Under Article of 32, and Article of 226 of Constitution of India, there are following remedies of judicial review in administrative laws –
Habeas Corpus writ literally means “Have the body” this writ is issue to secure the release of person from illegal detention or without legal justification, its deals with person right of freedom. In simple words Court direct the person and even authority who has detained individual to bring such person before Court so that Court may decide the validity, justification, jurisdiction of such detention. It is to be filed by any person.
Mandamus writ means that “To command the public authority” to perform its public duty in India. It is discretionary remedy even as all five writs are discretionary remedy in nature. Court has full power to refuse to entertain a writ petition. This writ is not lie on president, governor, state legislatures, private individuals or any registered body.
Quo Warranto is ancient common law remedy. It is used against an intruder or usurper of public office. Literally means “What is your authority”. Court directs the concerned person that by what authority he holds the office. The Court may oust a person from the office if he finds that he is not entitled to obtain such office.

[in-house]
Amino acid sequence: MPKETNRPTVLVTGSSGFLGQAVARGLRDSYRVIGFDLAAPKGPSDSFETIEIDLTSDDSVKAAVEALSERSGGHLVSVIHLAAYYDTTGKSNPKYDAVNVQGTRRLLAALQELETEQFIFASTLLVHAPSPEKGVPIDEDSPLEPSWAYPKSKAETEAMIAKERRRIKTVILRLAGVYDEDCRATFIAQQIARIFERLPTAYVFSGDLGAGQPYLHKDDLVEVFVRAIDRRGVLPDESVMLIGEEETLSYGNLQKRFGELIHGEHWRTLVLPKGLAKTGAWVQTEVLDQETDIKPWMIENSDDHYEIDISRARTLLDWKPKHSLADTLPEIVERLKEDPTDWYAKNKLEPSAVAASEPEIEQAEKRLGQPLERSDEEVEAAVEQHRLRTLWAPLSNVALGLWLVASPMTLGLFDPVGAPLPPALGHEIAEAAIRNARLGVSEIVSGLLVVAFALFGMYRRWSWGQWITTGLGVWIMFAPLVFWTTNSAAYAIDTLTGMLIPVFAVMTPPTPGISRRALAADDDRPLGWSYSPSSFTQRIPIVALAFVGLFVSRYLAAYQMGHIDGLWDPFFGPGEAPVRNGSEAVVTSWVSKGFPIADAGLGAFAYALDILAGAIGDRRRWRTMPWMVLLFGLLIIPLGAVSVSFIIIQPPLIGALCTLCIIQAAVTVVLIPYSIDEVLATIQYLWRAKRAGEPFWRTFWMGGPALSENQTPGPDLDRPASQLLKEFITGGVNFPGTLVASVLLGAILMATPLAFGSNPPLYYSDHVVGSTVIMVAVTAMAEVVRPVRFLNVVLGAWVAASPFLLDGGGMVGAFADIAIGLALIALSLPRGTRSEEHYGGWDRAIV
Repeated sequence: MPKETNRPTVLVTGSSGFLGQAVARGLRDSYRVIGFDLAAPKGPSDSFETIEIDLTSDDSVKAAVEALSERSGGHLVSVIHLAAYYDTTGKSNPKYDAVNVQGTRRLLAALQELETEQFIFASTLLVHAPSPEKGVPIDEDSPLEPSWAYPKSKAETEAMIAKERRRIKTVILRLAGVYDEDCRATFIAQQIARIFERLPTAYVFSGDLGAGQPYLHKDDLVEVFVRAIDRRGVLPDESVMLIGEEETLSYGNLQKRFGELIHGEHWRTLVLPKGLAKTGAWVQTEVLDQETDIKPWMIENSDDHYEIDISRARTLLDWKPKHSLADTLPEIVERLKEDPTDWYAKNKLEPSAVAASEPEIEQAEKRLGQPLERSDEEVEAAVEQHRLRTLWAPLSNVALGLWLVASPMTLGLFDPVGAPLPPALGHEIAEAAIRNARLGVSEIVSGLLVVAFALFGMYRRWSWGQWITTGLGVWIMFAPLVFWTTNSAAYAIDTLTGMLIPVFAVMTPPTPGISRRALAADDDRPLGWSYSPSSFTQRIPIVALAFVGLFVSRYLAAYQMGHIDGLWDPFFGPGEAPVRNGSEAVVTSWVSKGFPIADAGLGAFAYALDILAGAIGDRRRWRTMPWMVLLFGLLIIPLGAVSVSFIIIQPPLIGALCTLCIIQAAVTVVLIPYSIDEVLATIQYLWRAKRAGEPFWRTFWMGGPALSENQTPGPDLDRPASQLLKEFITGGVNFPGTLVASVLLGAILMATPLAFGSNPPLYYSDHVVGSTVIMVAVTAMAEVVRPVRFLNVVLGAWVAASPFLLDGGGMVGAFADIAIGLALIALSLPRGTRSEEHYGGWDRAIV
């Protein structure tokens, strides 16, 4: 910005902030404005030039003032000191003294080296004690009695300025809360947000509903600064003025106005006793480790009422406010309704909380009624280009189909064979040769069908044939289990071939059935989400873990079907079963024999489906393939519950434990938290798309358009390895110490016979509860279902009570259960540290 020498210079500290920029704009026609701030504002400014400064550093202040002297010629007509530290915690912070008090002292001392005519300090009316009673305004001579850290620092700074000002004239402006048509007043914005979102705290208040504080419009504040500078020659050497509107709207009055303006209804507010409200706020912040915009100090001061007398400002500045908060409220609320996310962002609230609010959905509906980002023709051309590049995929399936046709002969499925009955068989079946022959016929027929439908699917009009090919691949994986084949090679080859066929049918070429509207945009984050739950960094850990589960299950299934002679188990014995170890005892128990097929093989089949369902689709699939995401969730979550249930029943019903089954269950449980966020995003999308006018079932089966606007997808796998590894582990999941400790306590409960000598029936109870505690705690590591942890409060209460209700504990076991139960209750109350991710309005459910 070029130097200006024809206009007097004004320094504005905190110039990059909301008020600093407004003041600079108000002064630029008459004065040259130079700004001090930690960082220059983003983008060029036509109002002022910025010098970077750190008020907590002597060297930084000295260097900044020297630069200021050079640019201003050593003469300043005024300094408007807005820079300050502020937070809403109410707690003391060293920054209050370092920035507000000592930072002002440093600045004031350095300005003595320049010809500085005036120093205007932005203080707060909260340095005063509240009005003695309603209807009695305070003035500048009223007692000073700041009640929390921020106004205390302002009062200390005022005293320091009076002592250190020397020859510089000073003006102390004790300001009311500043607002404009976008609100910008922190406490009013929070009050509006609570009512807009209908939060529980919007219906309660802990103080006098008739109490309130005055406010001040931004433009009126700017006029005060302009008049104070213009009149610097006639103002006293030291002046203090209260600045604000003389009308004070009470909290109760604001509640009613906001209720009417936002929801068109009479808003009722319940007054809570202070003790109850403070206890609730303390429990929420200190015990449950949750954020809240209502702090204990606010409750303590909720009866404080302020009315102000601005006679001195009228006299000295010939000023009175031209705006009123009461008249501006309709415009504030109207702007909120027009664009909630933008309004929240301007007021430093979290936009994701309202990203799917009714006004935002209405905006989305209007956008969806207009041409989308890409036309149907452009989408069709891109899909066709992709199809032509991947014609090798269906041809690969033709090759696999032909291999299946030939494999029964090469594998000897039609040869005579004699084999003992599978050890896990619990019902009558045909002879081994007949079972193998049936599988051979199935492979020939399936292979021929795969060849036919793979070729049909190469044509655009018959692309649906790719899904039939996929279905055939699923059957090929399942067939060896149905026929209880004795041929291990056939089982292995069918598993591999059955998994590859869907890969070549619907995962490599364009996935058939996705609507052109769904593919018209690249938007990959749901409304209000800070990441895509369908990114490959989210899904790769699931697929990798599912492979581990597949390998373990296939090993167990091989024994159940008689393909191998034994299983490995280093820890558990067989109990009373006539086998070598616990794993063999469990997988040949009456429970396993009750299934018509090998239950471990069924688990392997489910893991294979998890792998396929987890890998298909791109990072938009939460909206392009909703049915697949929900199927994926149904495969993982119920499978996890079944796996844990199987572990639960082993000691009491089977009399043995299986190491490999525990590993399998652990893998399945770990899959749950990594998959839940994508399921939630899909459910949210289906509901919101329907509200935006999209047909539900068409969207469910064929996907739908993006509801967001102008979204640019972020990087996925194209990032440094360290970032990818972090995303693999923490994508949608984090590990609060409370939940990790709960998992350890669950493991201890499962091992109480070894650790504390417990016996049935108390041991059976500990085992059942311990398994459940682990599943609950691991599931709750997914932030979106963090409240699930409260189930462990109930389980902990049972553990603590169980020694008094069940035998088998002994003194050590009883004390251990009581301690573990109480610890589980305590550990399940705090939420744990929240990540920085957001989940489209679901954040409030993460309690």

Prohibition Prohibition is an extraordinary prerogative writ of prevention; it seeks to prevent Courts, Tribunals, Quasi-judicial authorities and officers from exceeding their jurisdiction. Main object of this writ is to prevent the encroachment of jurisdiction. It is based upon “Prevention is better than cure”.
Certiorari deals with a method to bring the record of subordinate Court before the superior Court for correction of jurisdiction or error of law committed by them. In simple word if any inferior Court decided the case beyond its powers than Apex Court and High Courts correct the error by issuing this writ. Earlier it was used for criminal matters but later on it was started to use in civil cases too. Grounds for this writ are (a) excess or failure to exercise the jurisdiction (b) violation of natural justice rules such as right of notice and hearing (c) violation of fundamental rights or statutory provisions of laws. (c) Finding of facts which no person would have reached to the conclusion.